tightened up its second quarter revenue expectations to between $6.6 billion and $6.8 billion.
During its mid-year update Thursday, the world’s largest chip-maker said it was narrowing its previous guidance of $6.4 billion to $7 billion.
The company said its Intel Architecture business is trending to the high end of the normal seasonal pattern. But it tightened up its sales expectations in part because demand for communications products remains soft, such as its new Centrino wireless-enabled chipset and flash memory devices that are used in digital cameras.
“This quarter actually has unfolded almost across every element as we would have anticipated as the quarter began,” Intel CFO Andy Bryant said during a conference call to investors.
As internetnews.com previously reported, there are currently 58 different models of Centrino shipping compared to the 34 versions when the chipset first came out.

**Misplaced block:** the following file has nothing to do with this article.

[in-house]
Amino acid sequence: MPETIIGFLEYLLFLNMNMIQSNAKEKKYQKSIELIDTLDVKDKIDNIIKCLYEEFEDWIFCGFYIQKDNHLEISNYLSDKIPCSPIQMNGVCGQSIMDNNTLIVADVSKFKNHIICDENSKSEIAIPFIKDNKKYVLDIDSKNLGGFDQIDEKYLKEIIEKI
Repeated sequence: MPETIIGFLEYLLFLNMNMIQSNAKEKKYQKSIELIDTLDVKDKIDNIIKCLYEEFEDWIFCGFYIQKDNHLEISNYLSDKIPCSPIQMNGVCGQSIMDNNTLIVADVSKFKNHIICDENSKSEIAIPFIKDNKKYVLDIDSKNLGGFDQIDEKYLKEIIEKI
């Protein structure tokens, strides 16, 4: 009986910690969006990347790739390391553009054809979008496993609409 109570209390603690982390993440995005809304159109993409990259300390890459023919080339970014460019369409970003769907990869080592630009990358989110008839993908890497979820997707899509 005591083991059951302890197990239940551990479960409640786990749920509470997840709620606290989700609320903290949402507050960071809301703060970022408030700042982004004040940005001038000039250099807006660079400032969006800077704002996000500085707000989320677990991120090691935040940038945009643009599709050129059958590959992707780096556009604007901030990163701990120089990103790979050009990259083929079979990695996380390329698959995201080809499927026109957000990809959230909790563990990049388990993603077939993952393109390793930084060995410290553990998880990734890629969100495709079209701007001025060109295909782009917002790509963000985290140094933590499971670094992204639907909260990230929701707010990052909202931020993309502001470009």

The company said it expects upwards of 125 designs to be available for sale by the end of the year. Intel has been seeing vendors put its chipsets in systems ranging in style from tablet PCs to thin-and-light designs with large screens to ultra-mobile systems that weigh less than three pounds. In some cases these mobile systems can achieve greater than five hours of battery life on a single charge.
Compare that to earlier this year, when Intel had a glut of Flash memory. Analysts say Intel has the wherewithal to re-capture in the Flash segment. In fact, the only question at this point is whether or not Intel has extra PC processors on hand.
Bryant likened the repricing of the Flash memory to a “hangover.”
Analysts said they expected motherboard shipments to drop 12 percent quarter-over-quarter due in part to lower demand as a result of SARS, foundries are seeing continued strength in orders from the PC sector and Taiwan notebook shipments are expected to advance as much as 5 percent compared to previous quarters.